It was around this time last year that I first encountered the concept of trustlessness, the idea that blockchain allows you to interact directly with people you don’t necessarily trust.
I thought immediately of Nulllius in verba, the motto of the Royal Society and a guiding principle of science. It means literally “on the word of nobody”. We trust science because we don’t have to trust individual scientists. Instead, we trust their data. We trust the evidence. And we trust the scientific community as a whole to sift the good ideas from the bad.
That at least is the theory. The evidence increasingly is that many published research findings cannot be trusted. When independent researchers attempt to replicate the findings of other scientists, they often get quite different results. There’s a lack of openness and transparency in conducting and reporting science. Too much is left to trust.
It transpired, of course, that I wasn’t the first to make this connection. Around the world, many other scientists, technologists, and (the under-appreciated heroes of science) librarians have been thinking about and exploring the blockchain-science nexus. But it’s really only in this last year that critical mass has been reached.
Mapping the blockchain for science landscape
Science and blockchain are in many ways natural bedfellows.
And so earlier this month in Berlin, Sönke Bartling — radiologist, scientist, and “serendipitist” — welcomed over 120 delegates to the first international Blockchain for Science Conference.
Trust in the algorithm
Computer scientist Ali Sunyaev made the case for blockchain, explaining how it can remove the need for trust between individuals.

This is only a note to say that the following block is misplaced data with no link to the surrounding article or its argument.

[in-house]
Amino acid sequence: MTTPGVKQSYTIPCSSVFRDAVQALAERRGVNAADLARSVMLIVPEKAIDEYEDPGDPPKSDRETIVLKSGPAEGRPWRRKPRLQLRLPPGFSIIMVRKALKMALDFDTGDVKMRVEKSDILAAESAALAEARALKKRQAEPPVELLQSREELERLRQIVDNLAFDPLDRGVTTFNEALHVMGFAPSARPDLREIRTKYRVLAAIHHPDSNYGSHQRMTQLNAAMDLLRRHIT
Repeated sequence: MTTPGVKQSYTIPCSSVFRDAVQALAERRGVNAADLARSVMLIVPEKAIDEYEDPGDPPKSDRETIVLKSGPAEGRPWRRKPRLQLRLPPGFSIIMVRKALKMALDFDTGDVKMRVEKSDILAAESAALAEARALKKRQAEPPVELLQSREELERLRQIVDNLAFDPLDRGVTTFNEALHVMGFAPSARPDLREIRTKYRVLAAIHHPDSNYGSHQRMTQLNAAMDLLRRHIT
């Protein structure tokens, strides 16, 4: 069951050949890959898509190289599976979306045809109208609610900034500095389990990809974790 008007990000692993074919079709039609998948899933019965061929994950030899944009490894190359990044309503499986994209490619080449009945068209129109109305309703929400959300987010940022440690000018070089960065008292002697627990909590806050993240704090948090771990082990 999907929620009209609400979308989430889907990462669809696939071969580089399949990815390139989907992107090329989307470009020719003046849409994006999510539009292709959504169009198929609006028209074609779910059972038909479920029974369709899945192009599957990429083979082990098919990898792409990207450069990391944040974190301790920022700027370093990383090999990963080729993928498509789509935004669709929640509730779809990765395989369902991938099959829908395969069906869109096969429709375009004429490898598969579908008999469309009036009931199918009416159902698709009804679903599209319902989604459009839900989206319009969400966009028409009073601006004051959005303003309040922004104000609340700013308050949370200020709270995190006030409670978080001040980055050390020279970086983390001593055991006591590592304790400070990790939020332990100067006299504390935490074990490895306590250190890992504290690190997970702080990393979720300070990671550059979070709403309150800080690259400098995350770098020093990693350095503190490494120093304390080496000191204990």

“The core idea is that algorithms rule. That’s why we’re speaking of zero trust. You don’t need any persons or organizations. You trust in the algorithm. You trust in maths and cryptography.”
He acknowledged, however, that blockchain is not a silver bullet for open science.
There are inevitable trade-offs between performance and security and between anonymity and flexibility. Before pursuing blockchain as a solution it’s important to consider whether the properties of blockchain address the problem you’re attempting to solve.
Original source material
One of the key features of blockchain is that it makes all “transactions” immutable — things written to blockchain can’t be deleted.
Origin Stamp, presented by Bela Gipp, takes advantage of this property, providing an immutable timestamp of any digital object. It does this by writing the hash or “digital fingerprint” of the object to a timestamped block of data. You can then prove that the object existed at that time and that it hasn’t changed since.
The real power of blockchain comes from combining hashing with public key cryptography. Each blockchain address has a private key and a corresponding public key. When you write something to the blockchain, you can “sign” it using your private key and anyone can verify it using your public key.
The conference threw up many applications of this technology. Lambert Heller noted it is already being used by universities to verify academic qualifications.